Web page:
BY: Ziaul Moid Khan
“Is it my right to snatch food from their hands?” I asked myself. The answer was a lone, long silence. This family had done a lot to get me here, at this position. Not that I was super rich and all that, but at least I was just above a hand-to-mouth condition. They were still there, squaring their shoulders with the same grinding poverty.
Yes, that was my family. The family I was born in. The family that had fed me and brought me up; the family that had educated me. And now I was in a position to say that yes, I was earning. At least more than just to survive; yes, not yet enough to, say, thrive.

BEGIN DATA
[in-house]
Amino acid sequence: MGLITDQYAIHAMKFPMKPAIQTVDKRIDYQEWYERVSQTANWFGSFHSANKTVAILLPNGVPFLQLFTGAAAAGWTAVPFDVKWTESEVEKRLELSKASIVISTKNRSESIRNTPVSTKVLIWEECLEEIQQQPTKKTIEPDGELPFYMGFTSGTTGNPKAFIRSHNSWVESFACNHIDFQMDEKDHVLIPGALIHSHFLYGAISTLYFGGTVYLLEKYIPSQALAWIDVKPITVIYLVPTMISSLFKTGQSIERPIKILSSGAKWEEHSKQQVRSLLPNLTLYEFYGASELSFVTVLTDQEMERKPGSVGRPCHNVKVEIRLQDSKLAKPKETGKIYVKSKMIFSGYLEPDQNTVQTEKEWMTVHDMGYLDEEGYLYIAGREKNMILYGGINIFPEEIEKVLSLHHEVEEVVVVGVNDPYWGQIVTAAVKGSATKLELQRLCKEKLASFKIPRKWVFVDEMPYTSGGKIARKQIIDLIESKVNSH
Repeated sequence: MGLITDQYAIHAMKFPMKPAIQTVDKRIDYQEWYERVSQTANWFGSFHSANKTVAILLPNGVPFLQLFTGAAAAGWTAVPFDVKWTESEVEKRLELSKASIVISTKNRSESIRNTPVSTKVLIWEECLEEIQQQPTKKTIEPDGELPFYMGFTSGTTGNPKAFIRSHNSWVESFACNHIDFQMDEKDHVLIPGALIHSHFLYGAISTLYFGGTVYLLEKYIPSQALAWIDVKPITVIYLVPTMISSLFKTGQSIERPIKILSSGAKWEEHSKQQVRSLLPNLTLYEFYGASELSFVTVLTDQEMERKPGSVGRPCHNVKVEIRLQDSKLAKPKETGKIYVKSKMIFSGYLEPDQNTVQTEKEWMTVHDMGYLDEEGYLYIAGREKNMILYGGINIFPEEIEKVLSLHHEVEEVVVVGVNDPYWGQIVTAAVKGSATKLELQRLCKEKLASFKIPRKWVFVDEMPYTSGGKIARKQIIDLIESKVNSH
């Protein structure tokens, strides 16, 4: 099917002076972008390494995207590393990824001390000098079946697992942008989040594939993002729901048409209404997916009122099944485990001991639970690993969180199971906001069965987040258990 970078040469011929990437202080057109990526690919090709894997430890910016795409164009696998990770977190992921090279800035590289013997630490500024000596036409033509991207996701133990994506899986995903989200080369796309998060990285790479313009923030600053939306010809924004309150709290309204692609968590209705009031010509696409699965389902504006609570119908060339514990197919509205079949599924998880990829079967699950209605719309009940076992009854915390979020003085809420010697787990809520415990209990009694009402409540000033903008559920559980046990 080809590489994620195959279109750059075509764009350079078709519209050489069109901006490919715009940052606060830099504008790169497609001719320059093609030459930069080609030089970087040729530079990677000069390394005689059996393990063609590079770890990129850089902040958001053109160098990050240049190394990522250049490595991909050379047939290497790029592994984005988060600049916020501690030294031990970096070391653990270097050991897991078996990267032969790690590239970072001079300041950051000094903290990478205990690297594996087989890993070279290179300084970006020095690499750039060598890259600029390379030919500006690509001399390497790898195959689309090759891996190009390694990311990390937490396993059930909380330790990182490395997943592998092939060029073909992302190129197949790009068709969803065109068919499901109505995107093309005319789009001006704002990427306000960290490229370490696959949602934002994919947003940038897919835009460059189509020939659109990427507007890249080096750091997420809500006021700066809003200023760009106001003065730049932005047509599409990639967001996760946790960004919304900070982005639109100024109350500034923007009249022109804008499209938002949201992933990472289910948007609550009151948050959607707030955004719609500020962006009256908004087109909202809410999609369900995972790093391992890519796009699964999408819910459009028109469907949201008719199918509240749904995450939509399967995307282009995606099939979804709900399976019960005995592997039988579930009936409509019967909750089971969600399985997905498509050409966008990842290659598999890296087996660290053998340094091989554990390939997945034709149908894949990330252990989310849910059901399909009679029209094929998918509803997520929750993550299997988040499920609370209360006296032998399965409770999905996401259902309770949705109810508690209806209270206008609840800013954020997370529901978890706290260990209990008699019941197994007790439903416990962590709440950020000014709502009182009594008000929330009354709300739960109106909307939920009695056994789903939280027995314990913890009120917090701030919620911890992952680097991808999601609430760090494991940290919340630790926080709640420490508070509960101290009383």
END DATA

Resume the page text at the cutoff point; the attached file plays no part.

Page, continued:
I remembered my brothers, Shuja and Raza, sweating in the fields and coming home after the day’s labor every evening in a pathetic state. Yes, it was true that Shuja occasionally had a couple of drinks and bouts with his friends and Raza had a craving for the pigeon flights and other little problems.